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Power in the Commons: The Politics of Water Resources Management in Sweden and Chile

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Type: Thesis or Dissertation
Author: Galaz, Victor
Date: 2006
URI: http://hdl.handle.net/10535/3593
Sector: Social Organization
Water Resource & Irrigation
Region: South America
Europe
Subject(s): water resources
environmental policy
institutional analysis
power
bargaining
common pool resources
decentralization
riparian rights
conflict
poverty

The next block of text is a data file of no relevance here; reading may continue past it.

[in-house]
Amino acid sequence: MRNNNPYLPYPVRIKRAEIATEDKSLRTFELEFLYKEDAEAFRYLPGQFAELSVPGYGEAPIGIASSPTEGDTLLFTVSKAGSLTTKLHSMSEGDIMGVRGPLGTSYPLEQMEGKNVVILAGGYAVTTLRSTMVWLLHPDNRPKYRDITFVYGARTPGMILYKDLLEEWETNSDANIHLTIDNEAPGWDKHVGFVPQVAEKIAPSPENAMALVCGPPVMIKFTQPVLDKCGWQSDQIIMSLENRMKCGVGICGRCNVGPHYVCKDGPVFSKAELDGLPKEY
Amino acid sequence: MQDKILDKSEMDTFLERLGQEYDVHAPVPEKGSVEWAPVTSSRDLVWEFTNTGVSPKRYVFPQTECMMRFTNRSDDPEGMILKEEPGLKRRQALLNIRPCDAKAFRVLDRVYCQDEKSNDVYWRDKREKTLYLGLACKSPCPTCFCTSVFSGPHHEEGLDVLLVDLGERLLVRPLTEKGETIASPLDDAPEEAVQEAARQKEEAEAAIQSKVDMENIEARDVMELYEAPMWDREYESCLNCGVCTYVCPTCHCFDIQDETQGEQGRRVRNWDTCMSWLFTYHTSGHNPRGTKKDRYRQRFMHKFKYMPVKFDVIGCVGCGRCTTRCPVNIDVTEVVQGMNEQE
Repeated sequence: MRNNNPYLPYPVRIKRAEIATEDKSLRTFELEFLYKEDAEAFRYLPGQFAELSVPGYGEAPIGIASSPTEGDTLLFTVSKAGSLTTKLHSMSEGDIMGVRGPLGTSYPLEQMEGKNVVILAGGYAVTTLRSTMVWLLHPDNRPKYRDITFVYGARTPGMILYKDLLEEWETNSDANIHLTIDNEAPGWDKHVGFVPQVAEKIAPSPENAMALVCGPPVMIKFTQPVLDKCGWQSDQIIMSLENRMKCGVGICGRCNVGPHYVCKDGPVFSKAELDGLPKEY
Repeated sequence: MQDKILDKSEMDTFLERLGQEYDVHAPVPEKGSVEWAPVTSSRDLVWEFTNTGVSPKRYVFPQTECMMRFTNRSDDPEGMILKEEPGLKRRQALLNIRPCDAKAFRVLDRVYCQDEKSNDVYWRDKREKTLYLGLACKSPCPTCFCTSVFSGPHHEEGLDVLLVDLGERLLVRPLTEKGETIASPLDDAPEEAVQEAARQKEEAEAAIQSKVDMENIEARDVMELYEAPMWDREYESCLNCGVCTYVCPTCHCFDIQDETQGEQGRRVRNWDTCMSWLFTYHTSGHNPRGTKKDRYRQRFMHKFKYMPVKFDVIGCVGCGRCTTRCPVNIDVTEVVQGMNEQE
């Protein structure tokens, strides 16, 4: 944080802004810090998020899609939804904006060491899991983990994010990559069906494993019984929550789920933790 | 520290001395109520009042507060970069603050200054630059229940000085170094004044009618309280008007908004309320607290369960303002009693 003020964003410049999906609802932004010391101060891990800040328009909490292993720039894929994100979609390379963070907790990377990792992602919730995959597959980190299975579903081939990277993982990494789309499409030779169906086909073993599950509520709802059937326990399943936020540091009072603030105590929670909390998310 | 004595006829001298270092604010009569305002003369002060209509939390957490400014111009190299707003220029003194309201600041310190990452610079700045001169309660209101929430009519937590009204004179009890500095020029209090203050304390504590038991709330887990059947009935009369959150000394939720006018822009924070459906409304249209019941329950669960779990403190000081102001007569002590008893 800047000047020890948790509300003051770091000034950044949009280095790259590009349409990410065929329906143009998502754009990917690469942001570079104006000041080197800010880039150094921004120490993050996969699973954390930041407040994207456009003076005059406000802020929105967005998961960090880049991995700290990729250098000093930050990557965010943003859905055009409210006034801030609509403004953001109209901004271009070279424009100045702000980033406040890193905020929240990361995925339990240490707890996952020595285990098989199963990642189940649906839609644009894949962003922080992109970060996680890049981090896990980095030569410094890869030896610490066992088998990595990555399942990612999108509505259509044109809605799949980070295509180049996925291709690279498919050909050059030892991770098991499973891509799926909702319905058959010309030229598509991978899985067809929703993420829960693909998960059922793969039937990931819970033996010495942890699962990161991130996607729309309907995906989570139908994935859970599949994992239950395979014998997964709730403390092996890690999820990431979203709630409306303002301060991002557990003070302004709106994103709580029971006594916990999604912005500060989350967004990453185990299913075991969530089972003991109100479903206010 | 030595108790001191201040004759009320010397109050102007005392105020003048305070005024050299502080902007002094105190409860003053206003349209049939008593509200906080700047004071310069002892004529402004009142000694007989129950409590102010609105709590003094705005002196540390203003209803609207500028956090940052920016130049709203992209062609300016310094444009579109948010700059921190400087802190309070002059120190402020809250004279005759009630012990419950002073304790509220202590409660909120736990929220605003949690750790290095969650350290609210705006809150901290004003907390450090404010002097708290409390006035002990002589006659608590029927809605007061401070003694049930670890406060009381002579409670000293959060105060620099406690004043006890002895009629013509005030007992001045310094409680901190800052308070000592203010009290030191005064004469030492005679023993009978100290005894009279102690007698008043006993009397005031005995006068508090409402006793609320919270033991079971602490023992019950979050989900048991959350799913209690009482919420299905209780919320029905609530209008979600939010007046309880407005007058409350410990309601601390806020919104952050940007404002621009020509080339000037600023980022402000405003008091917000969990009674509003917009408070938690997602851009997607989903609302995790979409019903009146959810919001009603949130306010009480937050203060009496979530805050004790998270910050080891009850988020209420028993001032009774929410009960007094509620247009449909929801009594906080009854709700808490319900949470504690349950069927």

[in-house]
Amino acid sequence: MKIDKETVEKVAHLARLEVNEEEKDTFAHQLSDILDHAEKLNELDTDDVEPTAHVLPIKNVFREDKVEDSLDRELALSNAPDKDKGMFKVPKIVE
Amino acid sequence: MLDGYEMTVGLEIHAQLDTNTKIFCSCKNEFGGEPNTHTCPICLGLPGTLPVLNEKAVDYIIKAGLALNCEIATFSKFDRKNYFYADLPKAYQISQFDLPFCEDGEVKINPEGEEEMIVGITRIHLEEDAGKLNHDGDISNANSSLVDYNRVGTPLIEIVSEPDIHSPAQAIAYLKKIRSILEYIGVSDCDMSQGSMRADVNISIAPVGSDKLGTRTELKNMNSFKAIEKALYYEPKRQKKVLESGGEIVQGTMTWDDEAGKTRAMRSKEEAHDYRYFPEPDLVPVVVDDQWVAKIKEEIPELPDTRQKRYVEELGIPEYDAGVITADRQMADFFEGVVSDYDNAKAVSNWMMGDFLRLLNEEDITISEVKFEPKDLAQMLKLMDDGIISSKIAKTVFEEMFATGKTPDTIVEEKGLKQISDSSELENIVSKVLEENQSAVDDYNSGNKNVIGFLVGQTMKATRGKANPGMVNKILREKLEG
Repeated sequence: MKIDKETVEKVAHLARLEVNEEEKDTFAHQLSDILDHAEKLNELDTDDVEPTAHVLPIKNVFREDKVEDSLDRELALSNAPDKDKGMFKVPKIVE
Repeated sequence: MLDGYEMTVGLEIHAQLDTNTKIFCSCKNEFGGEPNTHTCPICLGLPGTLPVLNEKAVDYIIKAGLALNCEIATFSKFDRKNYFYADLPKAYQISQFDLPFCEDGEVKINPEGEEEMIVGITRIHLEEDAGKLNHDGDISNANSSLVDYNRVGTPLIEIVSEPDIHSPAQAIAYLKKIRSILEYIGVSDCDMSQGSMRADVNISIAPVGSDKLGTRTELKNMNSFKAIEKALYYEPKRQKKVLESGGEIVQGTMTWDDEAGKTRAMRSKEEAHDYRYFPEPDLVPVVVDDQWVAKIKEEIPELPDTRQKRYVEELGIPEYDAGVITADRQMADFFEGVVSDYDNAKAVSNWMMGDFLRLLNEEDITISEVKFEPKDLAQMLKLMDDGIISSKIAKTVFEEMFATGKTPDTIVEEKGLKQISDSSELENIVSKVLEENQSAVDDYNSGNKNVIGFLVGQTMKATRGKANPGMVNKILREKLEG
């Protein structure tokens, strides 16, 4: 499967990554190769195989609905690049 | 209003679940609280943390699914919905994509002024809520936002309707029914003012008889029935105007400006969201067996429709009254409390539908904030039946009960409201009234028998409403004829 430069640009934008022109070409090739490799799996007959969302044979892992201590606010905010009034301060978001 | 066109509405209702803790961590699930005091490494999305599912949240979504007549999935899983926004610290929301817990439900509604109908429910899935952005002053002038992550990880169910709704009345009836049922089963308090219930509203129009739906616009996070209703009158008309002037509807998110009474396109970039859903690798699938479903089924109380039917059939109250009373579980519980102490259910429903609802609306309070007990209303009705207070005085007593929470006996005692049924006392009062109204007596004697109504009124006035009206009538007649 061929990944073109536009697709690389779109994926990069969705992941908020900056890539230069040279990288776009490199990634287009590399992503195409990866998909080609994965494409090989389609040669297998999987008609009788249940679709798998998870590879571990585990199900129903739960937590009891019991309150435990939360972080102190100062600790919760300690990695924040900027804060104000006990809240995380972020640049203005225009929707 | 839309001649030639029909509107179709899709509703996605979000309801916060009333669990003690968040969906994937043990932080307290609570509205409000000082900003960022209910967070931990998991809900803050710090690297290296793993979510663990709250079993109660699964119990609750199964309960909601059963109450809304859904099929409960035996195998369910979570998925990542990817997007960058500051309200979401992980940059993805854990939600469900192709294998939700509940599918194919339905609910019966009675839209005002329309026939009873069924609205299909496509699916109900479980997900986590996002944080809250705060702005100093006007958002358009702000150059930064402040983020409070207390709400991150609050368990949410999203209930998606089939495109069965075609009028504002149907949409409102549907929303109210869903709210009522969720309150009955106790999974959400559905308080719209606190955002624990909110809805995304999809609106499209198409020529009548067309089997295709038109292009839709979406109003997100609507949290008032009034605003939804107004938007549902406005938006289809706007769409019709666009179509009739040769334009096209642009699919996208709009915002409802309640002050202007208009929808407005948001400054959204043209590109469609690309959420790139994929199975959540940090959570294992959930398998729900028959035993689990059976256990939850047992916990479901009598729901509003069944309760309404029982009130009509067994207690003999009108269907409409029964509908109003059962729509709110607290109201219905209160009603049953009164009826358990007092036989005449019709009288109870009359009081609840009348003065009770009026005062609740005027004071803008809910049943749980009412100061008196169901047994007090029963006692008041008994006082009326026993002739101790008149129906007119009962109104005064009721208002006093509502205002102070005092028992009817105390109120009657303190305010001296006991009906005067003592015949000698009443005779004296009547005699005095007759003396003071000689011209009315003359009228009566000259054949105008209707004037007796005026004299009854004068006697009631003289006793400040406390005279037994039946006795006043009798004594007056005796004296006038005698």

Abstract: "Power seems to be one of the basic dimensions of all human interaction whether at the interpersonal, group, or societal level. Yet power is hardly ever at the centre of analysis in studies of collective action in natural resource management. The thesis Power in the Commons is a first attempt to elaborate how power probably one of the most contested concepts in the social sciences can be analyzed in studies of decentralized natural resource management institutions. The empirical studies include water management institutions in Chile and Sweden. "The arguments elaborated in this thesis are two. First, it discusses how differences in social and economical power affects the creation and maintenance of institutions designed to manage commonly used natural resources. The thesis argues that previous studies often ignore the fact that certain actors have the ability to affect the distributional outcomes of natural resource management institutions to their own benefit. Second, the thesis elaborates how this capacity is structured not only by the actual economic and social resources actors possess, but also by the history of play and what is denoted external institutions such as existing legislation and central government incentives. "As the empirical studies in both countries indicate, power does indeed matter in the commons. In Sweden, this results in river based water management institutions that are unable to adapt to chronic water related environmental problems. The main reason seems to be that the required institutional change is blocked by less ambitious actors. This is shown both by case studies and by reanalyzing quantitative data on decentralized water management institutions in the country. In Chile, this means that water management institutions dealing with the resolution of water conflicts seriously disadvantages poor water users such as peasant farmers. This result is supported by interviews with government officials and experts, media archive searches and a case study. Differently put, the empirical studies in the thesis provide evidence for that even if water users have managed to create decentralized water management institutions, these institutions seem to be skewed to the advantage of certain actors. "The thesis should be of interest not only to scholars studying decentralized natural resource management institutions, or to the increasing body of neo-institutionalists, but also to those interested in how power relations are institutionalized in social systems."

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